And I think to a large extent, the reason that the conversation web works, and makes sense, is that it is very much a return to the way that we always communicated. We talk to each other, we share things with each other. It’s reigniting a kind of core human need, in a core human behavior, which is very natural for us. It’s exactly the way we want to talk, exactly the way we want to be. So the conversation web is not going anywhere, if anything is going to get bigger. There’s still a role for the broadcast web, there’s nothing wrong with being able to go to a car website, and be able to see the features on the different models of the car. I don’t know if I want to have to ask for every single thing. So broadcast has a role. But clearly, the conversation web is going to be more powerful.

And what you’re starting to see is the growth of conversational commerce, where people go, and they want to have a conversation about what they want to buy. You’re starting to see some very interesting chat bot programs coming out there and some very interesting ways of interacting with sites, where instead of being plowed through a relentless gauntlet of downloading white papers, and filling out my name, and you know, getting emails and all that sort of goofy marketing automation stuff from 15 years ago, what you’re seeing is like, Hey, can I help solve your problem, right now? Can I get you to the thing you need to do right now? Would you like to play with the product? You know, product life growth is becoming dominant, because I’m on the site, probably because I know I want to be there. Hey, here’s the product, play with it. If you like it, pay more, get more of it. If you don’t like it, that’s okay, too. You know, but we can have a conversation with each other.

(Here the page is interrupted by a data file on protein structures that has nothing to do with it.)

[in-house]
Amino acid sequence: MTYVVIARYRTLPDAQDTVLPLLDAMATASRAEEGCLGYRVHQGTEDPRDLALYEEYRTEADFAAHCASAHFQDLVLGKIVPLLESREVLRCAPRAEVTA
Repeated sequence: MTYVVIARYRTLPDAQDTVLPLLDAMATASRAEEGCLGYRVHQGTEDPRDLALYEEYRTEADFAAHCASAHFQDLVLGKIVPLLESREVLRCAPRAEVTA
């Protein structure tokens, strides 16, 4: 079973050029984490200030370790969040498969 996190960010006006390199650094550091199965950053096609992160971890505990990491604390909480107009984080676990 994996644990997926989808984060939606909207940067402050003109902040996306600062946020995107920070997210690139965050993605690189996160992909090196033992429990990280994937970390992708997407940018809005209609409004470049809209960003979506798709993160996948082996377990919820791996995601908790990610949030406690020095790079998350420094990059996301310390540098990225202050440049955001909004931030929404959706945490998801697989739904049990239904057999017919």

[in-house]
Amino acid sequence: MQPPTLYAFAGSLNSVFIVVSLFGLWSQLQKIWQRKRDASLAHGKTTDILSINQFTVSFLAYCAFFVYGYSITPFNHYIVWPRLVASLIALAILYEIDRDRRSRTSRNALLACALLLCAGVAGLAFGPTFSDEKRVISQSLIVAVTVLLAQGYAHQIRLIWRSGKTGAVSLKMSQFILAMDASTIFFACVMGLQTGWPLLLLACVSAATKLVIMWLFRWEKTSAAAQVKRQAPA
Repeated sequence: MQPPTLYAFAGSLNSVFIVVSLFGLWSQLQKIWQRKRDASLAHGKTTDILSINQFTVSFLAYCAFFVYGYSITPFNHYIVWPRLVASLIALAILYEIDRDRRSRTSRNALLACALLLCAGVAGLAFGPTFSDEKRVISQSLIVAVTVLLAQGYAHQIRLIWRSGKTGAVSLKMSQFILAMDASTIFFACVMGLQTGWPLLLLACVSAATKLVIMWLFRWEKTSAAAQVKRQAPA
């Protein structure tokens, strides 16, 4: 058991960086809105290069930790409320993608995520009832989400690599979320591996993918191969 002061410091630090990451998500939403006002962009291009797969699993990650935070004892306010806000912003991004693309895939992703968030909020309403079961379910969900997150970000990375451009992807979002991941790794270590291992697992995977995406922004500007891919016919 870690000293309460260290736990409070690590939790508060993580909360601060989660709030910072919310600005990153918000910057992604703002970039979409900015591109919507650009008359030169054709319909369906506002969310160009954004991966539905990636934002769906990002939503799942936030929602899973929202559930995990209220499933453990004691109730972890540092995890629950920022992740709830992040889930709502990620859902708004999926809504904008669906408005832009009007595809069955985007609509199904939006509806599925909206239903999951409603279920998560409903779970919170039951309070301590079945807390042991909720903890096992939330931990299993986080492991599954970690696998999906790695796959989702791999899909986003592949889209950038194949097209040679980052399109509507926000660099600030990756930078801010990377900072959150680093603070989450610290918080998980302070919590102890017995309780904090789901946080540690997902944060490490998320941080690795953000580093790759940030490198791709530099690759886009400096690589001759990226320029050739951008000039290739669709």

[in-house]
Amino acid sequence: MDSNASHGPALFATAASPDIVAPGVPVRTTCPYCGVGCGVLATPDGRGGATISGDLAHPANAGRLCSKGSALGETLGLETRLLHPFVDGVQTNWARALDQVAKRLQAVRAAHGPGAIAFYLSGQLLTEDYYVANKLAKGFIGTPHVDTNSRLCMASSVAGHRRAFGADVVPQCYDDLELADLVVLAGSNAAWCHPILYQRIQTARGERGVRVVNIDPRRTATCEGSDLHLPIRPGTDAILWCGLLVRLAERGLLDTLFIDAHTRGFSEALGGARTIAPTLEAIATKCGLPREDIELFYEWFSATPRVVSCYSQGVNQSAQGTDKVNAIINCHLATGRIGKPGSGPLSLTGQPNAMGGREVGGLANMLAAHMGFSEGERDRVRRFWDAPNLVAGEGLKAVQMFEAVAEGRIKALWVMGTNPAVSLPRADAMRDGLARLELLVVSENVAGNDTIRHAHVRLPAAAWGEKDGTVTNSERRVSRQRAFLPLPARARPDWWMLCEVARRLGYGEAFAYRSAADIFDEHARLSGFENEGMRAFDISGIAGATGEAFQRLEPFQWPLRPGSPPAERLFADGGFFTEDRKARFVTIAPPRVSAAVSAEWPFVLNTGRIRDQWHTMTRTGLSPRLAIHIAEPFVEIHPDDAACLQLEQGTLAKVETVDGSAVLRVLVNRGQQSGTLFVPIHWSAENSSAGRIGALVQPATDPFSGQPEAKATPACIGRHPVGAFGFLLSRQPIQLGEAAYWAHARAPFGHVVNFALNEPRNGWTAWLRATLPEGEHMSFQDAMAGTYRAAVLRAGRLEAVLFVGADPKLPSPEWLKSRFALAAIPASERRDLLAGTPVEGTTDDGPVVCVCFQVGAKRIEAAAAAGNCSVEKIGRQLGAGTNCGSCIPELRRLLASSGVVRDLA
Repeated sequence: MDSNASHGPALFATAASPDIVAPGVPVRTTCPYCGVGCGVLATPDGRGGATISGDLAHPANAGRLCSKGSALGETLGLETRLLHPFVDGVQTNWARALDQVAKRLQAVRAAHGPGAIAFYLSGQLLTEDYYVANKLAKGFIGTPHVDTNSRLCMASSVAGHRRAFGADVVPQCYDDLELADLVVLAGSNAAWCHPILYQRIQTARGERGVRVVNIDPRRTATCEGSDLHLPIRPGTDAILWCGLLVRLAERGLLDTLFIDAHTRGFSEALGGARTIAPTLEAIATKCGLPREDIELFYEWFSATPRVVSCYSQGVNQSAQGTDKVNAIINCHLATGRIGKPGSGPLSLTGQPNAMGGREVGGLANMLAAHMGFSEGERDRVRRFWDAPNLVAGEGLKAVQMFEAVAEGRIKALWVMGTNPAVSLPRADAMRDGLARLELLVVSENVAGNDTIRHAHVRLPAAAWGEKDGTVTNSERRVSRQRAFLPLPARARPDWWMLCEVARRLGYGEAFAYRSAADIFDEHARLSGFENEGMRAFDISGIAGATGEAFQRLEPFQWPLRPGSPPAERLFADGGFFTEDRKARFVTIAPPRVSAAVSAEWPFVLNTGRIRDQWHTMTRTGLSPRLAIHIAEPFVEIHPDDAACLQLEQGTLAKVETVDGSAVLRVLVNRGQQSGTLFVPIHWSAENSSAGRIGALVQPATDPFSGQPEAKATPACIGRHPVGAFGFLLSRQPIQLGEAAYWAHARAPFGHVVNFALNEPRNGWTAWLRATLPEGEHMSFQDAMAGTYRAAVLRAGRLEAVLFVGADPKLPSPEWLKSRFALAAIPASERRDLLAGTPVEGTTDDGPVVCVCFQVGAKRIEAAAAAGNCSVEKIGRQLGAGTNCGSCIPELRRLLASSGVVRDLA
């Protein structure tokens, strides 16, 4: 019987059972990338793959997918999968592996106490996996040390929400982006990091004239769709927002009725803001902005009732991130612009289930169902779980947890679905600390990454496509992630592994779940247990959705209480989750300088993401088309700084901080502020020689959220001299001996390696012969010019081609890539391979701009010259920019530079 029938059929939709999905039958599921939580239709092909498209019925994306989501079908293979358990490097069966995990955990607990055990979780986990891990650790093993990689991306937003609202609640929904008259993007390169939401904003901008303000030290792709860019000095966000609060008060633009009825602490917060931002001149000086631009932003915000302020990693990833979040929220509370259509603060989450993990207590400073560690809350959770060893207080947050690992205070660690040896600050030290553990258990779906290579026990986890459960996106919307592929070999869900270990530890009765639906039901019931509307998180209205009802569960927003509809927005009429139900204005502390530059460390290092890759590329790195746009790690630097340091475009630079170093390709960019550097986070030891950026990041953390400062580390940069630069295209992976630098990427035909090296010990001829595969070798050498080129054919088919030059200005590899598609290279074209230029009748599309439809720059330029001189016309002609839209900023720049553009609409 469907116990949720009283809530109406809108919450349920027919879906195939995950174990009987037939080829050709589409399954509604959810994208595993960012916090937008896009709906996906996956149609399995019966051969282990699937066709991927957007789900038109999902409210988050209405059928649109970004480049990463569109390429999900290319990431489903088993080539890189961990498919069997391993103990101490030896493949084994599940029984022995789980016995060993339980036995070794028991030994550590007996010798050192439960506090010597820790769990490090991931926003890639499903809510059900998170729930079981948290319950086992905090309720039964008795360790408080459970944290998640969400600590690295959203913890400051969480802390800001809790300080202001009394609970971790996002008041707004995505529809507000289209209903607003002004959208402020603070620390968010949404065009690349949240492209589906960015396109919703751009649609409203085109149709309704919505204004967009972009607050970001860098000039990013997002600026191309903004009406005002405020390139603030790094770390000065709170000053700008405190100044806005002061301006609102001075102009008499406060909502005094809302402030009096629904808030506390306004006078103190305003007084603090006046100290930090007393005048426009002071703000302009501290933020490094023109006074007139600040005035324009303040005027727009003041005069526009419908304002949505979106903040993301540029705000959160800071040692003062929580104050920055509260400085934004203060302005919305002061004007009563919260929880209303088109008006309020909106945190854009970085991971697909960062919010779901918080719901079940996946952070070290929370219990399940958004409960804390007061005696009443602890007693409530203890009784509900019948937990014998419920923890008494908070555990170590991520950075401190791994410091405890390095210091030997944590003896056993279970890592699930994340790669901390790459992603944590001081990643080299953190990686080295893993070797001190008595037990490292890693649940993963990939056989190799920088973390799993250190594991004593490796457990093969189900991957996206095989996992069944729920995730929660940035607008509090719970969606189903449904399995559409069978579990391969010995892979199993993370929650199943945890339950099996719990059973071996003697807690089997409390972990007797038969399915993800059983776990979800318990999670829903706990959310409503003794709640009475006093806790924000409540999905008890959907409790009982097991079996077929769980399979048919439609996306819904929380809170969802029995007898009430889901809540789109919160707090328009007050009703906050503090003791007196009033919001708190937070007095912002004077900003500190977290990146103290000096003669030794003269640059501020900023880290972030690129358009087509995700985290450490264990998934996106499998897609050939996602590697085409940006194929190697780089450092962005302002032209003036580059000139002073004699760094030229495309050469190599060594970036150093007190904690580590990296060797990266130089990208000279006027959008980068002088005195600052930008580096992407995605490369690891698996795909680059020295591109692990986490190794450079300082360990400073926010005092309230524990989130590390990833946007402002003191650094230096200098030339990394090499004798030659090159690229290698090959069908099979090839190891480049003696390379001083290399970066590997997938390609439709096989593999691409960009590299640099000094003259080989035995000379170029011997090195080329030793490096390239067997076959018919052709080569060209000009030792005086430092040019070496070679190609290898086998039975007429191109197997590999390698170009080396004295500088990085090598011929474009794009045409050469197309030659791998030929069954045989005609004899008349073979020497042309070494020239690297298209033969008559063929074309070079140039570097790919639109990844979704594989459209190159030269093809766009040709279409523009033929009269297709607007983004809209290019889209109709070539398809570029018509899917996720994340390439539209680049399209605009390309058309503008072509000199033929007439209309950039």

I think this idea of conversation is going to be important. And I do think it does cause a radical rethinking of the way that companies are structured, and the way that companies work. Because the tiny teams that we have had to date on customer care, and quite frankly, marketing, it just isn’t going to cut it in the future. You’re going to have to enable most of the teams in the company to talk to customers. So what will happen is companies will become primarily customer facing, having conversations with thousands, or hundreds of thousands of customers over the course of a year. So I think that’s a pretty exciting idea. But it’s obviously a major piece of digital transformation.

So what does this broadcast web versus conversation web… what are the implications of it from a CXM standpoint, or customer experience management standpoint? So there is a point of view out there that CXM is measuring customer experience. I flatly reject that, as do many others. I think that’s ridiculous. Simply the measurement, particularly in surveys of customer experience is silly.